Complete Guide to Visiting Walla Walla

Where to go, what to do, and where to dine in Washington’s world-class wine country.

By Allison Williams Published in the Fall 2020 issue of Seattle Met

Photo courtesy Wine Valley Golf Club

Eat / Play / Stay

Southern Exposure

The passing of the great Southern-themed Whoopemup Hollow Cafe in 2019 opened a window for Hattaway’s on Alder to step into the spotlight. Launched by an Alabama couple on a quiet downtown block (but near the town’s reigning fine-dining champ Passatempo Taverna), the small space dishes big flavors. Like very crisp fried chicken bathed in “backyard sauce”—flavored with the kind of herbs you might find in a personal garden. Muddled fresh peaches in a bourbon cocktail are a sweet Southern reprieve from all the wine, though the glassed-off wine cellar has its share of big local names. Don’t skip the housemade chocolate-studded bread pudding, whose aroma alone is enough to justify its addition to an already-hearty meal. 

Herby backyard sauce tops the fried chicken at Hattaway's on Alder. 

The Cows Come Home

Dan Thiessen oversaw the kitchens at the Space Needle and Salty’s before he was drawn back to the Eastern Washington farmland of his childhood. It was more than a scenic return—the cattle ranch he grew up on helped inspire the Walla Walla Steak Co., a venture he co-launched in the town’s old train depots. He’s even rearing his own cattle, though they’re not yet part of the meat co-op that supplies the New Yorks, filets, and top sirloins that end up on the restaurant’s charcoal grill. The wine town is ripe for a steak-first joint, one serious enough to offer a 34-ounce bone-in rib eye, and the Crossbuck Brewing taproom that shares the building is burgers-and-IPA counterprogramming to all the cabs and prime cuts. 

Eat / Play / Stay

Electric Avenues

In a region where windmills turn in the distance and solar panels share acreage with vineyards, the electric themed Tesla Winery Tours is a no-brainer. Owner Chris Wood, who worked at L’Ecole No 41 before launching his own enterprise, boasts two of the spiffy cars (including one whose doors open like wings) and two electric Specialized bicycles. The bikes make for very distanced tasting room travel, and Wood can build itineraries and share which winemakers don’t mind visitors pedaling between vines. Downtown’s Allegro Cyclery has additional turbo-charged wheels for rent; an electric assist can turn even Walla Walla’s rolling landscape into a cycling cakewalk. 

Like a DeLorean, but more futuristic.

Wide Open Fairways

Good news for the not-quite-PGA-ready golfers among us: Wine Valley Golf Club doesn’t contain a single tree, so chances of bouncing a bad drive off an inconvenient trunk are nil. The links-style public course winds through the rolling prairie, with views of the Blue Mountains and the surprisingly scenic wheat combines and wind turbines perched above waving fields. Weekday specials include a burger and beer with 18 holes and a cart.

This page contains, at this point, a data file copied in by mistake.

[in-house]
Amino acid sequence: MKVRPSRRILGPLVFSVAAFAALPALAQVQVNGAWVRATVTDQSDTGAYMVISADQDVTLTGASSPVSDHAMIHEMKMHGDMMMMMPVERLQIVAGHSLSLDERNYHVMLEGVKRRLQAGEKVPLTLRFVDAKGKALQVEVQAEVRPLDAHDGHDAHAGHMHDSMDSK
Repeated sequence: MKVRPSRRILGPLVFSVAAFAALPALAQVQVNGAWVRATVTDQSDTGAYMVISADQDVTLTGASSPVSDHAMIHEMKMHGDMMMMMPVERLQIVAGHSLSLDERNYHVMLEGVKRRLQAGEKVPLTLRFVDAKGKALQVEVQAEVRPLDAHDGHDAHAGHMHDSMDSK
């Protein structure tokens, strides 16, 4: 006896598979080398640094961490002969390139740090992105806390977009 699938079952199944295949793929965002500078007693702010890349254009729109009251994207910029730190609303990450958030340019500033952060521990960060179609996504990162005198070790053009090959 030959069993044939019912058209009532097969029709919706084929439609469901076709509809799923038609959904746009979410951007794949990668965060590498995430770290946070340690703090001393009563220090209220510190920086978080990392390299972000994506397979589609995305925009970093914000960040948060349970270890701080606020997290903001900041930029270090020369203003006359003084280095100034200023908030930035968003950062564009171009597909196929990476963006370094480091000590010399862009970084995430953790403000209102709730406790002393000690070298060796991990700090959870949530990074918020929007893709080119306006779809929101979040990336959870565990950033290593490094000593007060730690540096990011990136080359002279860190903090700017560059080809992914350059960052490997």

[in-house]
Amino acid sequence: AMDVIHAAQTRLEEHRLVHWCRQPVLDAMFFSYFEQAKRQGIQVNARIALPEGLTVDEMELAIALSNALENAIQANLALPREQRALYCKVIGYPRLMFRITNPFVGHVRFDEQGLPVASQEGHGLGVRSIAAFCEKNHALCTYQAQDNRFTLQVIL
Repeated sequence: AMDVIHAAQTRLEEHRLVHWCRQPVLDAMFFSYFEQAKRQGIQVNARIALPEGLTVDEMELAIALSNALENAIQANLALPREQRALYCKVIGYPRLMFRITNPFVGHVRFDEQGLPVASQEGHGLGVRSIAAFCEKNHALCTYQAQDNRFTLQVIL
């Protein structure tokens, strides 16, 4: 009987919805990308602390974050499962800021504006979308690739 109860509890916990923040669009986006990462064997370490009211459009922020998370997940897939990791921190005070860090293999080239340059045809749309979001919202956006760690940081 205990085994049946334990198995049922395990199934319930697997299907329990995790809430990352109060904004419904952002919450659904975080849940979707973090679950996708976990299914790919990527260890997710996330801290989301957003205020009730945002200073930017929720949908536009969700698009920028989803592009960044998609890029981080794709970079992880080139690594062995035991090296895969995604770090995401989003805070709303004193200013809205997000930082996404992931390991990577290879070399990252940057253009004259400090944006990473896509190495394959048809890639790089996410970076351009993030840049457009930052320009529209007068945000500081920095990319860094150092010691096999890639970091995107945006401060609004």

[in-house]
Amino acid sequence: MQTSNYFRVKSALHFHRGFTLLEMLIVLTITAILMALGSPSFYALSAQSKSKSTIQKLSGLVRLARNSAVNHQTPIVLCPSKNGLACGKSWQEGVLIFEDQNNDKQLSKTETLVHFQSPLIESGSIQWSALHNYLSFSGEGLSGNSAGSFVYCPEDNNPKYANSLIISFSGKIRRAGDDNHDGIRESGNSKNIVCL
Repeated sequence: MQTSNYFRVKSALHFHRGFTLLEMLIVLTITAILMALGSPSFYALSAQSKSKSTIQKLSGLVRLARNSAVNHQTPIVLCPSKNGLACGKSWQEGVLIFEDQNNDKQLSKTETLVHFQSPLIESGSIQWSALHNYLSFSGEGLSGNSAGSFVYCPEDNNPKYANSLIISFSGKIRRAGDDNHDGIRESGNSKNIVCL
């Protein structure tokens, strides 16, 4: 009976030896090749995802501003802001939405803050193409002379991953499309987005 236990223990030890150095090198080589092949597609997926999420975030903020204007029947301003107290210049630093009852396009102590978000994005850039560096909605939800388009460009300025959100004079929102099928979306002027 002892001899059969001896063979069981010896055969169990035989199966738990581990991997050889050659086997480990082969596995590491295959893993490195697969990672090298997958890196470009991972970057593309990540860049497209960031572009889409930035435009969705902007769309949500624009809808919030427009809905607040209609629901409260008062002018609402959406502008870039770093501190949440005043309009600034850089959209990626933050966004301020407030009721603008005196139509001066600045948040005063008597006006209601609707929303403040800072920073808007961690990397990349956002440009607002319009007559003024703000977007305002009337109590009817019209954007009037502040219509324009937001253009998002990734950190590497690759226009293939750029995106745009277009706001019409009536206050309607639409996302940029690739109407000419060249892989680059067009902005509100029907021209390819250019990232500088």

Eat / Play / Stay

Global Homestead

Before Anand Rao built The Barn B&B in 2018 with his wife Naina, he worked at Atlanta’s Ritz-Carlton for more than a decade. The brand-new farm shape blends perfectly into the agrarian surroundings, and each of the Barn’s seven suites—one shaped like a grain silo—boasts its own outdoor shower and shares a hot tub and pool with a mountain view. The breakfast room’s eclectic art from France and Kenya salutes the pair’s global roots, and designs Naina found in Thailand inspired the guest rooms’ bright swaths of color. Breakfasts feature local fruits and the region’s classic Walla Walla sweet onion. 

The Finch isn't shy about color.

Birds of a Feather

Turning a run-down motel into a hip-but-affordable new hotel is a familiar trope in twenty-first century travel, but the makeover that turned a 1960s downtown property into The Finch, an 80-room behemoth, is first-rate. From the firepit out front to the subway tile in the bathrooms, every corner is sleek and aesthetic, making the most of small space. Room wall murals are more like infographics, depicting winemaking processes or local stats. Like its sister bird-branded property in Bozeman, the Lark, the hotel’s personality is hip but not immature, and despite the central downtown location it squeezes in lots of hangout space, including a loft lined with tables and charging stations for impromptu work stints.  

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